Is Leica’s New £5000 4/3rds Camera Worth It?
The photography industry has taken a welcome turn towards retro in the last five years. From ancient camera designs reappearing to purpose-built film cameras popping onto shelves again, a world once dominated by silver digital boxes has gained a remarkable sense of design and class.
We only wish it would gain a degree of retro pricing, too. Leica, one of the most acclaimed and celebrated camera manufacturers around, has released their new M9 compact digital camera. The 4/3rds camera body boasts features previously unheard of in compact cameras, including a full-frame image sensor and a crisp LCD review screen.
It also boasts a retail price few photography enthusiasts have seen attached to such a small piece of kit: £4,800. With Leica’s history and reputation behind it, it’s no surprise that the M9 is an expensive piece of machinery, but we can’t help wondering whether or not it’s worth the price tag.
Epson and Olympus have both moved into the high-end compact camera world recently, releasing the RD and EP series respectively. The two manufacturers both offer incredibly high quality camera bodies with a focus on simple design and durability, and neither are priced similar to the Leica. Epson’s R-D1 (now the R-D1x) is priced below £1,500 and Olympus’ new compact cameras below £1,000.
Were the three models housed in identical bodies, we suspect the average user would have real difficulty telling them apart. All offer incredible quality – some offering unbelievable quality at their price point – and all are fitted with a variety of modern features in a retro chassis. With the labels sanded off and the lenses identical, we have trouble believing we’d be able to tell one from another.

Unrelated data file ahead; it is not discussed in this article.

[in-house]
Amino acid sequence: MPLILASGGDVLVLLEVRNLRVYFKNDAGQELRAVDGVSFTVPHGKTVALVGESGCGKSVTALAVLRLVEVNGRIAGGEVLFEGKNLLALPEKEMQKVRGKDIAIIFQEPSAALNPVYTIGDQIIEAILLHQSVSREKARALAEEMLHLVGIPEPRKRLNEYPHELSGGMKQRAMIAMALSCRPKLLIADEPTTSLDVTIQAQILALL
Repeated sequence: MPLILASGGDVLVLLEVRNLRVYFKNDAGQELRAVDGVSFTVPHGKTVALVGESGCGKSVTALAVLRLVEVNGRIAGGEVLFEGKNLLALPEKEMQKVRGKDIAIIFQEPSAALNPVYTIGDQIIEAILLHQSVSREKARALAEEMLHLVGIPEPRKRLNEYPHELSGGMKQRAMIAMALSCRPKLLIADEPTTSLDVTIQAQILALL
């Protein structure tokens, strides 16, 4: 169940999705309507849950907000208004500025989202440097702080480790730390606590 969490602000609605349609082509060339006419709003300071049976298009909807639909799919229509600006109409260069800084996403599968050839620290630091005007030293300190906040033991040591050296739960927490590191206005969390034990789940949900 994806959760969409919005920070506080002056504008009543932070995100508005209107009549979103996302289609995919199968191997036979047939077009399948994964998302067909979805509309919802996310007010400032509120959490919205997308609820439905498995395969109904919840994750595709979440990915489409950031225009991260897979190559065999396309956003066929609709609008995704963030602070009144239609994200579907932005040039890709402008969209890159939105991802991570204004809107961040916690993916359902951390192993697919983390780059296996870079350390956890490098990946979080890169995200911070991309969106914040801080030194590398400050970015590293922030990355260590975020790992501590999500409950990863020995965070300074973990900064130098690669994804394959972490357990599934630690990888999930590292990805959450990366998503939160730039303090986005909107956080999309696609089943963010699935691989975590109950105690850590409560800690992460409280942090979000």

But Leica’s audience clearly aren’t shopping for an affordable camera. The entire point of owning a Leica – much like a Porsche, Ferrari, or high-end BMW – is the name that comes attached and the experience offered by the product. In this case, it’s very difficult to fault the M9. Besides offering incredible photographic quality and a host of features, the camera is beautiful in every sense of the word.
It’s also alarmingly small, even when compared with the camera bodies offered by competitors. If it weren’t for the Herculean price tag attached to the M9, this could very well be the compact camera that draws point-and-shoot users in. Billed as a ‘lifelong companion’ by Leica’s marketing division, the M9 is just that – a camera that’s so small, powerful, and beautiful you’ll want it to follow you everywhere.
When compared to its competition, the M9 is a very hard purchase to justify. It’s considered expensive in an industry where four-figure equipment costs are regarded as trivial, and attracts stares of wonderment from photographers everywhere. If you’re salivating over quality, simplicity, and sheer photographic versatility, look elsewhere. But if the thought of owning a Leica than you can use anywhere is too much to resist, this is the one to get.